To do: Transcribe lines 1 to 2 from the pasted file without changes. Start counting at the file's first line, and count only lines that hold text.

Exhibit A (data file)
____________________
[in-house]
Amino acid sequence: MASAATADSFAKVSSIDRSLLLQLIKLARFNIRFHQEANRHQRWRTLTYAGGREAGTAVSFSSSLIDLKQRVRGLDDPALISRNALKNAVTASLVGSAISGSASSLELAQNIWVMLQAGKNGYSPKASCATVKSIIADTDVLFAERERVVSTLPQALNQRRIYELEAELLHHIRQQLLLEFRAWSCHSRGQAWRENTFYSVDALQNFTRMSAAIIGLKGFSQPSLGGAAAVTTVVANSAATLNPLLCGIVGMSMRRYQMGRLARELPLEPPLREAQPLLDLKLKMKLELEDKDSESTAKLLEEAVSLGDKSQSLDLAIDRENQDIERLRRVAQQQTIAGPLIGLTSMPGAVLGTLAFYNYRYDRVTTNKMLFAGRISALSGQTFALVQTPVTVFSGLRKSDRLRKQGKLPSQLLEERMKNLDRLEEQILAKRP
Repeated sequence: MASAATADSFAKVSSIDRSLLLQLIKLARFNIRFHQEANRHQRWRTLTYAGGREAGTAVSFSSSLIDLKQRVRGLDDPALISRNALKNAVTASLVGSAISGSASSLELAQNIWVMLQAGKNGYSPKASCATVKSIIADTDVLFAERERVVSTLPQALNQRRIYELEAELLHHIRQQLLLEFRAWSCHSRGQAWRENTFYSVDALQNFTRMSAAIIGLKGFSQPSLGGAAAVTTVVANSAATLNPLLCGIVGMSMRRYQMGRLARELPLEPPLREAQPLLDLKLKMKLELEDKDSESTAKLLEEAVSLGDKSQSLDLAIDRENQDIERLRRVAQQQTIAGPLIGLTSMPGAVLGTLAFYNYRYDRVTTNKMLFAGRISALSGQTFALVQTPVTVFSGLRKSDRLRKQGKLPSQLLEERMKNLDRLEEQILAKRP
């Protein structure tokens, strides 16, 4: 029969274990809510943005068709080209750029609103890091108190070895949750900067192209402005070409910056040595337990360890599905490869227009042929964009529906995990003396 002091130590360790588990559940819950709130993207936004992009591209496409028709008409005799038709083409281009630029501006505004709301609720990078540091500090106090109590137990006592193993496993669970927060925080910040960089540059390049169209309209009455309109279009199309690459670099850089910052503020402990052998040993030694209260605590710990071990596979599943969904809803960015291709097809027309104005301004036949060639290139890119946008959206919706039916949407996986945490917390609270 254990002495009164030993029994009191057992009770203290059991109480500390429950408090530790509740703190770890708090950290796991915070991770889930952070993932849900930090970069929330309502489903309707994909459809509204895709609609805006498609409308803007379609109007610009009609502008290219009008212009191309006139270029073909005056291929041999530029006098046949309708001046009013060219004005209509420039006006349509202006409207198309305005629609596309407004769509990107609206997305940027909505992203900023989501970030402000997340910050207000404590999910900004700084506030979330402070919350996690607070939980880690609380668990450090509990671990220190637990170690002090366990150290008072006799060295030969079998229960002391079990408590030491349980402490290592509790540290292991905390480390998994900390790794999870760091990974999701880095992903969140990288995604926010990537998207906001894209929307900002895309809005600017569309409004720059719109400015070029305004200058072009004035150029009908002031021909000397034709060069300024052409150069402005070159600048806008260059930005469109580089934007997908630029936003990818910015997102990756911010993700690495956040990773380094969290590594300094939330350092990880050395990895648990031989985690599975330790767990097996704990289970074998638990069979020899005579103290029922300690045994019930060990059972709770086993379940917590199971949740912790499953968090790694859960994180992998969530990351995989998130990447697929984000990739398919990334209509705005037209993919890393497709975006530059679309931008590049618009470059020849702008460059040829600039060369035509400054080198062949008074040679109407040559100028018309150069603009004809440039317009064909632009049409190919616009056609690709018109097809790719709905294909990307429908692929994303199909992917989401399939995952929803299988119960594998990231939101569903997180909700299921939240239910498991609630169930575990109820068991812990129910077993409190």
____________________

[in-house]
Amino acid sequence: MASAATADSFAKVSSIDRSLLLQLIKLARFNIRFHQEANRHQRWRTLTYAGGREAGTAVSFSSSLIDLKQRVRGLDDPALISRNALKNAVTASLVGSAISGSASSLELAQNIWVMLQAGKNGYSPKASCATVKSIIADTDVLFAERERVVSTLPQALNQRRIYELEAELLHHIRQQLLLEFRAWSCHSRGQAWRENTFYSVDALQNFTRMSAAIIGLKGFSQPSLGGAAAVTTVVANSAATLNPLLCGIVGMSMRRYQMGRLARELPLEPPLREAQPLLDLKLKMKLELEDKDSESTAKLLEEAVSLGDKSQSLDLAIDRENQDIERLRRVAQQQTIAGPLIGLTSMPGAVLGTLAFYNYRYDRVTTNKMLFAGRISALSGQTFALVQTPVTVFSGLRKSDRLRKQGKLPSQLLEERMKNLDRLEEQILAKRP